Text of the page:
The Head Pond Photo: The Head Pond

Description: The Head Pond was created by the damming of the Nepisiguit River. This is a great spot for photo taking of autumn colours.

Photo provided by Karl Branch October, 1999

Red Pine Stand Photo: Fire scar in Red Pine stand

Description: The Trail goes through a red pine stand. Fire scar on a stump tells the story of a past forest fire. A.H.Pierce’s dairy of July 27, 1905 tells of difficulties of W.F. Ganong and Pierce walking through a burnt over forest land to reach the Nepisiguit River above the Narrows. “We encountered going that was simply frightful, through almost impassable burnt land, through cedar thickets & through alders. Finally, on the further slope we fell in with an old portage road which led us straight to the Nepisiguit.”

Photo provided by Rod O’Connell September, 2006

The Narrows Photo: The Narrows

Description: The “Narrows” is so named because of a narrow gorge created by sheer verticle cliffs on each side of the river. A rock ledge and hugh boulders in the river creates waves and eddies as the water rushes through the gorge at high water levels. There is no shoreline exit in the Narrows for a canoe. The portage is on the west bank of the river (to the right on the photo) and approximately 30m upstream from the cliffs. The Narrows is classified as Class III-IV (rapids with high irregular waves often capable of swamping an open canoe…)

Photo provided by Rod O’Connell September, 2006

Above the Narrows Photo: Above the Nepisiguit Narrows

Description: R.E. Elliot writes about going through the Narrows in the 1928 Nepisiguit River drive. He was 17 years old at the time. “Before I realized what was going on, we were being sucked into the jaws of the gorge. The cliffs seemed to reach into the skies for ever and ever and the river was squeezed into a slit which was half wide enough.” A picture of a supply scow going through The Narrows during the log drive of 1949 can be seen at the Bathurst Heritage Museum in Bathurst, New Brunswick, Canada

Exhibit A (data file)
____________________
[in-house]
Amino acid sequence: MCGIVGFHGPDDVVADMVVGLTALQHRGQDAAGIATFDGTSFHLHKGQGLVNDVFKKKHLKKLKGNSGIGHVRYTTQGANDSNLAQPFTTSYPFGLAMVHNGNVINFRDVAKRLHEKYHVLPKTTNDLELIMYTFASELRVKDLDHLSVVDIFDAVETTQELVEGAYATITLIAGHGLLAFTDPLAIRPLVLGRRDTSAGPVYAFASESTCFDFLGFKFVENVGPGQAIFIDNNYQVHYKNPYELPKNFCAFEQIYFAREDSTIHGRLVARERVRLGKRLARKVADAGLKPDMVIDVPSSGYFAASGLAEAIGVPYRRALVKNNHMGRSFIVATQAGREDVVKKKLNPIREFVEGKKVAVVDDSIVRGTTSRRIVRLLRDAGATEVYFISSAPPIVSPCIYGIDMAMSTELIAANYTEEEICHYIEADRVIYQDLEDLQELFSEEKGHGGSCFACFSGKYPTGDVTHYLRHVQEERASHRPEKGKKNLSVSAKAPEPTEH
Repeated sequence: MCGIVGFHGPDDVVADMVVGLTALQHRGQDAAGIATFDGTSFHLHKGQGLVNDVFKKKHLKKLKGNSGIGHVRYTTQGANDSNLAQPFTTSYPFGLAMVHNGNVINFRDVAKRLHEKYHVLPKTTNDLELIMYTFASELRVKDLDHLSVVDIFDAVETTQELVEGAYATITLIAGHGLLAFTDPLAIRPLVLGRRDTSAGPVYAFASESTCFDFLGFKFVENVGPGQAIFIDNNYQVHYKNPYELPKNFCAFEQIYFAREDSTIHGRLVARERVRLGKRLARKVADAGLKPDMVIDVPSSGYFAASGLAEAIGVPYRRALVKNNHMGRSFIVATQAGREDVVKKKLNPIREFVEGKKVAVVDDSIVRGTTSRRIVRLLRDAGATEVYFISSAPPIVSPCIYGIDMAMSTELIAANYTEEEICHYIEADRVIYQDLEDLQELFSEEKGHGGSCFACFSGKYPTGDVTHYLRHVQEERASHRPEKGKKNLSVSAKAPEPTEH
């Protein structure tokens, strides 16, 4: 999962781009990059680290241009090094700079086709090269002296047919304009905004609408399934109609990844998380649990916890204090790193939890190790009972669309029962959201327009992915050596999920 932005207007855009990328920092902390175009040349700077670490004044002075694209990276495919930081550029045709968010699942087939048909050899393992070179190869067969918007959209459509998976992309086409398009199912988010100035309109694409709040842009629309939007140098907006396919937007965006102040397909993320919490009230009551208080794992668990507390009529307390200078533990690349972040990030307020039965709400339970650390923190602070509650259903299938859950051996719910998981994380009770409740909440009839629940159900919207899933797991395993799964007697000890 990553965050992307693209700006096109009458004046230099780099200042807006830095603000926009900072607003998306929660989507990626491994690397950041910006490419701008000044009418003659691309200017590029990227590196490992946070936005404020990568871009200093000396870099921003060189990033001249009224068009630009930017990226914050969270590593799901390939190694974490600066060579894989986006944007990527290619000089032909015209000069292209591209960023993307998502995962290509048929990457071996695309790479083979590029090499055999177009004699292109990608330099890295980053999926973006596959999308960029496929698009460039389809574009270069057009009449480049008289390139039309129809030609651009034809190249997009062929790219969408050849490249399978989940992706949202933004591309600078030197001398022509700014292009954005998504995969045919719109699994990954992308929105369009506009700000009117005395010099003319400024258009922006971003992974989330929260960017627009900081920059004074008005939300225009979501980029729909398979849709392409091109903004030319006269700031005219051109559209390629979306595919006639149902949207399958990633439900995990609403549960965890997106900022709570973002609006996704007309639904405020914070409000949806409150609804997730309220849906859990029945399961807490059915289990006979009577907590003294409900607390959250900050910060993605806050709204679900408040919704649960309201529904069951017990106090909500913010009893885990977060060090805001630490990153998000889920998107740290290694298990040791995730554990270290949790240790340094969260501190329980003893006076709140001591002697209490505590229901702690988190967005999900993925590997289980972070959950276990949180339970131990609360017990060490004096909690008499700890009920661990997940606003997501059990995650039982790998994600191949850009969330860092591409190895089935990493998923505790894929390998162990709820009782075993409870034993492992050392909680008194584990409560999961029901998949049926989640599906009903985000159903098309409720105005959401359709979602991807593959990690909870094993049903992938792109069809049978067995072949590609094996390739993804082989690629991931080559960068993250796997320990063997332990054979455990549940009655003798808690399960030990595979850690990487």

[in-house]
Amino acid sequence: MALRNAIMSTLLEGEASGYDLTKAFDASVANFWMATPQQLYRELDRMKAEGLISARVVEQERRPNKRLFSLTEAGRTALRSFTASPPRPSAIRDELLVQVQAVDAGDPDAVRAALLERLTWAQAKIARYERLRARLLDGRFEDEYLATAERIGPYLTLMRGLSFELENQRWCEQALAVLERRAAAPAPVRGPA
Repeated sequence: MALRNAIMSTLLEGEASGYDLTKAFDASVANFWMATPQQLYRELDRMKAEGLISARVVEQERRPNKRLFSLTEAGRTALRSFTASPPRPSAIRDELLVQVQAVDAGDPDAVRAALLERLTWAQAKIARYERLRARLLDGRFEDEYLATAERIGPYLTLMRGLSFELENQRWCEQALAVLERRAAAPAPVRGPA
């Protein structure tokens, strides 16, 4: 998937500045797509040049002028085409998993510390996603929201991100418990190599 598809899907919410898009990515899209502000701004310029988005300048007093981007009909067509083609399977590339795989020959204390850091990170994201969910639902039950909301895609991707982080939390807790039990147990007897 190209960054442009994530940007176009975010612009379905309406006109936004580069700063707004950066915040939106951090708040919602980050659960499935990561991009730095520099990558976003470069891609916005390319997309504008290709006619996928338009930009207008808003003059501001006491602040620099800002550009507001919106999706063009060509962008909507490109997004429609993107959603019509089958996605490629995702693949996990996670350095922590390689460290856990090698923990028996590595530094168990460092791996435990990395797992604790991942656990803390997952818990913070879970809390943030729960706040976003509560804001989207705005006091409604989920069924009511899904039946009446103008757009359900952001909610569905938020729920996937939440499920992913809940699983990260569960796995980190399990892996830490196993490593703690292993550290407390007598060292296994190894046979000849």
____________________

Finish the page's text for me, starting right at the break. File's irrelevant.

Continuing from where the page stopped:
Photo provided by Karl Branch October, 1999

Nile-Mile Pool Photo: Nine-Mile Pool

Description: Nine-Mile Pool is created by the discharge of the Nine-Mile Brook. An interesting note in the name of the Brook is the point of origin in measuring the distance to the Brook. All other brooks along the Nepisiguit River are named for the distance of travel upriver from the mouth of the Nepisiguit River. Nine-Mile is based on the distance of travel to the Brook from Austin Brook. Austin Brook was the site of the Old Drummond Iron Mine and the end of the railway line to the mines, built in 1909.

Photo provided by Karl Branch May, 2000


Nepisiguit Mi’gmaq Trail Section #3

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